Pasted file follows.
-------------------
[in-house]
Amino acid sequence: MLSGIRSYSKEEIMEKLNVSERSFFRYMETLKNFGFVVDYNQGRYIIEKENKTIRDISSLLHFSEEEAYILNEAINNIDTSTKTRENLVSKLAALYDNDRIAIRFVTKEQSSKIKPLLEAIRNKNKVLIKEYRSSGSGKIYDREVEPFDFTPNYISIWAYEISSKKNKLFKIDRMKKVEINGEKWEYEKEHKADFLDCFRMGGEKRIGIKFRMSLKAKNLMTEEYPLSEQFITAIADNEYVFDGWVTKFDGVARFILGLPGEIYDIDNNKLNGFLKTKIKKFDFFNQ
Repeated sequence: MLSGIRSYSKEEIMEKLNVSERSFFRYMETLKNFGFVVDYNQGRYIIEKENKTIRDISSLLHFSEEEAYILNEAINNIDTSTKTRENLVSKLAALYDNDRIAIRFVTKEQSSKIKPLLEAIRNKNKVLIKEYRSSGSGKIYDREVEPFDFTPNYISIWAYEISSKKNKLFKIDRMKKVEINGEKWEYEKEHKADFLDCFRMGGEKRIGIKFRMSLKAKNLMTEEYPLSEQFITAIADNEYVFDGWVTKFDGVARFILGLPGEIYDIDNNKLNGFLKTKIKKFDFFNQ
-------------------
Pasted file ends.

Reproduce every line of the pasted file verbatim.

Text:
[in-house]
Amino acid sequence: MLSGIRSYSKEEIMEKLNVSERSFFRYMETLKNFGFVVDYNQGRYIIEKENKTIRDISSLLHFSEEEAYILNEAINNIDTSTKTRENLVSKLAALYDNDRIAIRFVTKEQSSKIKPLLEAIRNKNKVLIKEYRSSGSGKIYDREVEPFDFTPNYISIWAYEISSKKNKLFKIDRMKKVEINGEKWEYEKEHKADFLDCFRMGGEKRIGIKFRMSLKAKNLMTEEYPLSEQFITAIADNEYVFDGWVTKFDGVARFILGLPGEIYDIDNNKLNGFLKTKIKKFDFFNQ
Repeated sequence: MLSGIRSYSKEEIMEKLNVSERSFFRYMETLKNFGFVVDYNQGRYIIEKENKTIRDISSLLHFSEEEAYILNEAINNIDTSTKTRENLVSKLAALYDNDRIAIRFVTKEQSSKIKPLLEAIRNKNKVLIKEYRSSGSGKIYDREVEPFDFTPNYISIWAYEISSKKNKLFKIDRMKKVEINGEKWEYEKEHKADFLDCFRMGGEKRIGIKFRMSLKAKNLMTEEYPLSEQFITAIADNEYVFDGWVTKFDGVARFILGLPGEIYDIDNNKLNGFLKTKIKKFDFFNQ